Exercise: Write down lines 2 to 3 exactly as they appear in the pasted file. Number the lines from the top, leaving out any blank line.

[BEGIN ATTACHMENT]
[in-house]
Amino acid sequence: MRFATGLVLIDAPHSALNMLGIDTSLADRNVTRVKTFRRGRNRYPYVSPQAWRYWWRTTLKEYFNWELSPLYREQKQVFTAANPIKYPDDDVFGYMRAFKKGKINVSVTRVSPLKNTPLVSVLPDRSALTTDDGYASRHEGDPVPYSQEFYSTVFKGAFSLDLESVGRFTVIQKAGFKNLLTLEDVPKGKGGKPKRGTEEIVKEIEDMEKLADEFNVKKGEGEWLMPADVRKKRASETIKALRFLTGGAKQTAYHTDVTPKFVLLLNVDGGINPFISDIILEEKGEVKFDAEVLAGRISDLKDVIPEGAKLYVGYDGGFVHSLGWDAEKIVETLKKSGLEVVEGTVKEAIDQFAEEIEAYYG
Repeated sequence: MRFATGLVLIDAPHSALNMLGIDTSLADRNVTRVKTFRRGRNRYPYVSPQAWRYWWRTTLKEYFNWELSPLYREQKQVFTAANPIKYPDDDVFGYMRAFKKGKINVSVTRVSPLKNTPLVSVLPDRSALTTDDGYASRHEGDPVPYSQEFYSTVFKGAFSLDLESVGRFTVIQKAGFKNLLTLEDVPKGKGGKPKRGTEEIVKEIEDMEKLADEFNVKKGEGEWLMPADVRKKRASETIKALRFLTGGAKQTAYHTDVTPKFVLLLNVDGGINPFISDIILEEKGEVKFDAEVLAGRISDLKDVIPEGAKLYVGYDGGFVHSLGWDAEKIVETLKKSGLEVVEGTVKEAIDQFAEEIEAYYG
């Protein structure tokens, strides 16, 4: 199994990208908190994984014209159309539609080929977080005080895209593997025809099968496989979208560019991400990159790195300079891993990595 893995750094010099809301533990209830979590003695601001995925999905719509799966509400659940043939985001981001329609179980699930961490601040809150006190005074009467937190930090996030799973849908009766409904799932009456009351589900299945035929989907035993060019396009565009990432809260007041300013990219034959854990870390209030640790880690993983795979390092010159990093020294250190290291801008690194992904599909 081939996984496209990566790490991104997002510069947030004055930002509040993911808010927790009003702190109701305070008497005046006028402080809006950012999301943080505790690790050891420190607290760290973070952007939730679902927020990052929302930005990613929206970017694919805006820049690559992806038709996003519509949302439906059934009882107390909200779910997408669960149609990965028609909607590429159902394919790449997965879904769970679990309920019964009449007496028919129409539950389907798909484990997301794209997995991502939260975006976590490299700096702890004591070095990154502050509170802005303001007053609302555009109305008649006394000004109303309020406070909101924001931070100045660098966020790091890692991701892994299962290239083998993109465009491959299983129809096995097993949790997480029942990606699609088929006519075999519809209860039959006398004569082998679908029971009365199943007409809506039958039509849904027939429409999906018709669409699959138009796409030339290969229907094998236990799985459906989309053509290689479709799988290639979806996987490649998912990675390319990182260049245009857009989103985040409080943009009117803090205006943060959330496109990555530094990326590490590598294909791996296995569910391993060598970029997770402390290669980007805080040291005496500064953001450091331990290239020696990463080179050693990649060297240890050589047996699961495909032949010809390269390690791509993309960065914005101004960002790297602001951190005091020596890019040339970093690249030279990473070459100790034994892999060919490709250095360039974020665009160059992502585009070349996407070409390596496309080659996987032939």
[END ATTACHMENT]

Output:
Amino acid sequence: MRFATGLVLIDAPHSALNMLGIDTSLADRNVTRVKTFRRGRNRYPYVSPQAWRYWWRTTLKEYFNWELSPLYREQKQVFTAANPIKYPDDDVFGYMRAFKKGKINVSVTRVSPLKNTPLVSVLPDRSALTTDDGYASRHEGDPVPYSQEFYSTVFKGAFSLDLESVGRFTVIQKAGFKNLLTLEDVPKGKGGKPKRGTEEIVKEIEDMEKLADEFNVKKGEGEWLMPADVRKKRASETIKALRFLTGGAKQTAYHTDVTPKFVLLLNVDGGINPFISDIILEEKGEVKFDAEVLAGRISDLKDVIPEGAKLYVGYDGGFVHSLGWDAEKIVETLKKSGLEVVEGTVKEAIDQFAEEIEAYYG
Repeated sequence: MRFATGLVLIDAPHSALNMLGIDTSLADRNVTRVKTFRRGRNRYPYVSPQAWRYWWRTTLKEYFNWELSPLYREQKQVFTAANPIKYPDDDVFGYMRAFKKGKINVSVTRVSPLKNTPLVSVLPDRSALTTDDGYASRHEGDPVPYSQEFYSTVFKGAFSLDLESVGRFTVIQKAGFKNLLTLEDVPKGKGGKPKRGTEEIVKEIEDMEKLADEFNVKKGEGEWLMPADVRKKRASETIKALRFLTGGAKQTAYHTDVTPKFVLLLNVDGGINPFISDIILEEKGEVKFDAEVLAGRISDLKDVIPEGAKLYVGYDGGFVHSLGWDAEKIVETLKKSGLEVVEGTVKEAIDQFAEEIEAYYG